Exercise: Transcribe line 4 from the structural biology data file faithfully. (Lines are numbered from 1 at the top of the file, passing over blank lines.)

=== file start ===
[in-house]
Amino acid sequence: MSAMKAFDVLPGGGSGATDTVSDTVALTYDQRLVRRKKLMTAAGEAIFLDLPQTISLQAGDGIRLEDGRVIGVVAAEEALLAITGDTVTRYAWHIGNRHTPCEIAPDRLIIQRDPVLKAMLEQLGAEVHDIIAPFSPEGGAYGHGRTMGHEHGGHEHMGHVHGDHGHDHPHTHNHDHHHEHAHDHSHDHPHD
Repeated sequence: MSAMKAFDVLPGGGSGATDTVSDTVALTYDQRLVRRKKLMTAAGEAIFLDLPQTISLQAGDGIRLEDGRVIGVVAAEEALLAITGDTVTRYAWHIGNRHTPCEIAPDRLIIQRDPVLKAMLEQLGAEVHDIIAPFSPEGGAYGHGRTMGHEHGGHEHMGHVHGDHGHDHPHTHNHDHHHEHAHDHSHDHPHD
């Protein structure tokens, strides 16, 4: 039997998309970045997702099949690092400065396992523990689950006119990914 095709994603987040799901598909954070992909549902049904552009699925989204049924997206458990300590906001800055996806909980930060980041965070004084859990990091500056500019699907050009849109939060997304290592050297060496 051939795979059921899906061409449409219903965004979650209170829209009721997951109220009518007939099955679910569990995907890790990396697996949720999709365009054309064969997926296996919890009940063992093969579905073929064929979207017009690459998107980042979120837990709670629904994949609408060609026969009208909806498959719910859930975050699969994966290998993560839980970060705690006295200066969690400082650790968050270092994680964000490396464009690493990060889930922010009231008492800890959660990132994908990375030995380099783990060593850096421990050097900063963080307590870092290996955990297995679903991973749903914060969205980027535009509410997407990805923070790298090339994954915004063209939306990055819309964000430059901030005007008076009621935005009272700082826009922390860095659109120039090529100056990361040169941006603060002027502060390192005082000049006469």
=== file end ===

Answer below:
């Protein structure tokens, strides 16, 4: 039997998309970045997702099949690092400065396992523990689950006119990914 095709994603987040799901598909954070992909549902049904552009699925989204049924997206458990300590906001800055996806909980930060980041965070004084859990990091500056500019699907050009849109939060997304290592050297060496 051939795979059921899906061409449409219903965004979650209170829209009721997951109220009518007939099955679910569990995907890790990396697996949720999709365009054309064969997926296996919890009940063992093969579905073929064929979207017009690459998107980042979120837990709670629904994949609408060609026969009208909806498959719910859930975050699969994966290998993560839980970060705690006295200066969690400082650790968050270092994680964000490396464009690493990060889930922010009231008492800890959660990132994908990375030995380099783990060593850096421990050097900063963080307590870092290996955990297995679903991973749903914060969205980027535009509410997407990805923070790298090339994954915004063209939306990055819309964000430059901030005007008076009621935005009272700082826009922390860095659109120039090529100056990361040169941006603060002027502060390192005082000049006469």